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In the harmonic series, we have $$|H_{2n}−H_n|\geq \frac{1}{2}$$ for all $n$, which implies divergence. However, the partial sums from $n$ to $2n$, evaluated at $n$, equal $\ln(2)$ for all $n$. Doesn't this imply the sequence of partial sums has converged to the value $\ln(2)$, which in turn, implies the series should converge? I feel like I'm not understanding something fundamental about the Cauchy criterion and convergence etc -- is this not a sequence of partial sums at all, due to the funny things we're doing with the interval? Thanks for your help.

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    $\begingroup$ You have to be careful as to which partial sums you're talking about. Convergence of a series means that the partial sums from $0$ to $n$ converge as $n\to\infty$. You've shown that the partial sums from $n$ to $2n$ converge, and that's entirely different. $\endgroup$ – Andreas Blass Aug 15 '20 at 16:54
  • $\begingroup$ @AndreasBlass So what I have shown is, in effect, that a sequence of partial sums converges, not the sequence? Could we refer to this as a convergent subseries then? $\endgroup$ – rage_man Aug 15 '20 at 22:25
  • $\begingroup$ Not is "subseries" is intended to mean what I think it does. Even for a subseries, the relevant partial sums would all have to begin at the same place. $\endgroup$ – Andreas Blass Aug 15 '20 at 22:32
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First, a minor thing: the partial sums from $n$ to $2n$ approach $\ln{2}$, but will never actually equal it. (Why?)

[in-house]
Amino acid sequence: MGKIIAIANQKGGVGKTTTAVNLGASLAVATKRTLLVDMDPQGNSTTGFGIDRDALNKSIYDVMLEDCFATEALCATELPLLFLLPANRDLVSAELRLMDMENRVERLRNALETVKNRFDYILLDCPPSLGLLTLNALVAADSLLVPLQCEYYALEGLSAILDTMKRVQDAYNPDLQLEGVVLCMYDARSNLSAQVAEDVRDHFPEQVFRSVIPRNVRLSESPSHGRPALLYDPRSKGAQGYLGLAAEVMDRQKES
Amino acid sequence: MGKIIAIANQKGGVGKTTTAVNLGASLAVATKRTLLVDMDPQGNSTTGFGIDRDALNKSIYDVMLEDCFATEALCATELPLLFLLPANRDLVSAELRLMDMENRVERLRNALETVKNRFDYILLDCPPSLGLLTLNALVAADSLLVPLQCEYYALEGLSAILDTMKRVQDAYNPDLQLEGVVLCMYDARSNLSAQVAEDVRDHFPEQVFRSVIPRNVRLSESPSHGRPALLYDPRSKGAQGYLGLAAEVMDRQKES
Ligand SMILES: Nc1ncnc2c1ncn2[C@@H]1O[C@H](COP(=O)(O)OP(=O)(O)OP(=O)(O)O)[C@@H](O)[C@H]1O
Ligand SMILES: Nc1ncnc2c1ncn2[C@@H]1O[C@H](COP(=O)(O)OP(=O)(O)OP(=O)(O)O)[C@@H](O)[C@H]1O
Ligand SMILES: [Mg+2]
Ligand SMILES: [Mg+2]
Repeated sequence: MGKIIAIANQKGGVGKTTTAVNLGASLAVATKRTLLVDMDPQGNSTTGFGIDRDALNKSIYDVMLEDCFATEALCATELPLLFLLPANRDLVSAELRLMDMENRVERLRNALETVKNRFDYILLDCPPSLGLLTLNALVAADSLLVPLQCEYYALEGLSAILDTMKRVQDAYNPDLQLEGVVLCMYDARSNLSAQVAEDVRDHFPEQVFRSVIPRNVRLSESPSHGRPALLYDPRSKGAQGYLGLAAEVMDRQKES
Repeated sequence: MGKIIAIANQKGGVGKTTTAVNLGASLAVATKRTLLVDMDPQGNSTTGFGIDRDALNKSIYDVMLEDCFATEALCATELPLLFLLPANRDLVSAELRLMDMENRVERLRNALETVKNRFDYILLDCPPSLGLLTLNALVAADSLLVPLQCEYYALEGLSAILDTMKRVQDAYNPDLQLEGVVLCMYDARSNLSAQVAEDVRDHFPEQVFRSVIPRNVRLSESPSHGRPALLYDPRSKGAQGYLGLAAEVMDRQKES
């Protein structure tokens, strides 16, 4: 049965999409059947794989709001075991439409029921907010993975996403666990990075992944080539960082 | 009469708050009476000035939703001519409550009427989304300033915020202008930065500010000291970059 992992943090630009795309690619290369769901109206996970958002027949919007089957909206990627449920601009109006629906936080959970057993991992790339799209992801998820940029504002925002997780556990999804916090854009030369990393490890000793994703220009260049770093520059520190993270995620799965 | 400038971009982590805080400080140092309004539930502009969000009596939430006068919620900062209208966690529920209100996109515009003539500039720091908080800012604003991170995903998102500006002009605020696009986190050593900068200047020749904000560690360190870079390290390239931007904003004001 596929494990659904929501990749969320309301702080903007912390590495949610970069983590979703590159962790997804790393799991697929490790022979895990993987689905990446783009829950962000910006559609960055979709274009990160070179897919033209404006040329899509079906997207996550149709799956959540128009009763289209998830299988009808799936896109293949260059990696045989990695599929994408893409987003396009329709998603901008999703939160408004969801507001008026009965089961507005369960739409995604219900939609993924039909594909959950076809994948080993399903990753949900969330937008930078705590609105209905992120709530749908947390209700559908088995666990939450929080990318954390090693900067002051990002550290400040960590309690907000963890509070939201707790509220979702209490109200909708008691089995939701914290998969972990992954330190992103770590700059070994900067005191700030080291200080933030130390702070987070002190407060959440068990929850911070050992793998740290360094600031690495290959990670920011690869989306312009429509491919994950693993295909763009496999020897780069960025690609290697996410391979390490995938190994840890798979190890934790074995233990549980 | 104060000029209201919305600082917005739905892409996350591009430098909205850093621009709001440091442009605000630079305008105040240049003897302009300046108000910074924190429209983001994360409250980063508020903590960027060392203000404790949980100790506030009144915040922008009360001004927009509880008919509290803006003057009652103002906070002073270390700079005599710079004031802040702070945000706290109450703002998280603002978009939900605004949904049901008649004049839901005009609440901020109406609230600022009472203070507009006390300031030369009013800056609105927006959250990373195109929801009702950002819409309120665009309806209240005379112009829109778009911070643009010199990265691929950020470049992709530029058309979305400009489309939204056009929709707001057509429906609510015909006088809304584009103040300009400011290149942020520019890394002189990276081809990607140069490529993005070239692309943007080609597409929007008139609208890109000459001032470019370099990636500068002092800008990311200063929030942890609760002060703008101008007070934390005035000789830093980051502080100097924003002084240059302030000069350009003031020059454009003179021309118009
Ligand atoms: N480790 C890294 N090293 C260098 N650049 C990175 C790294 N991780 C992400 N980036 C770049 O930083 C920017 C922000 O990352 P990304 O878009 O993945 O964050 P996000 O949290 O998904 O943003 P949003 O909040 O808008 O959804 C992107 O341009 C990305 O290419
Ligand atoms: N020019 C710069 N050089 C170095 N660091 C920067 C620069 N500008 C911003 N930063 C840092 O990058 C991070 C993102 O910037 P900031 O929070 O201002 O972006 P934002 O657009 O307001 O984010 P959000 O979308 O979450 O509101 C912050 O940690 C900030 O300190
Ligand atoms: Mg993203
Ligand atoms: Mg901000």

Second, more major thing: In fact, what you have shown is that the sequence of partial sums $\{ H_n\}$ is not Cauchy, and thus not convergent. Indeed, if it were Cauchy, then by definition $|H_{2n} - H_n| \to 0$. This is because for any $\epsilon > 0$, there would have to exist $N(\epsilon)$ for which $|H_m - H_n| < \epsilon$ whenever $m, n > N(\epsilon)$; we then choose $m = 2n$ here.

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  • $\begingroup$ For the first question, my guess is that's the definition of a limiting value -- it approaches but doesn't equal. Is this too hand - wavy? Thank you for the other feedback -- between Andrea's comment and yours it makes a lot more sense. $\endgroup$ – rage_man Aug 15 '20 at 20:20
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    $\begingroup$ @rage_man: there is no requirement that the function never equals its limiting value. For example, constant functions for example equal their limiting value everywhere! Another less boring example: $\sin{x}/x \to 0$ as $x \to \infty$, and it attains this value at all multiples of $\pi$. The reason there is never equality is that all partial sums, and thus their differences, are rational, while $\ln{2}$ is irrational. $\endgroup$ – Paco Adajar Aug 15 '20 at 20:48
  • $\begingroup$ Ha, wrong on two accounts then -- I wouldn't have thought of any of that. Thanks again! $\endgroup$ – rage_man Aug 15 '20 at 22:15

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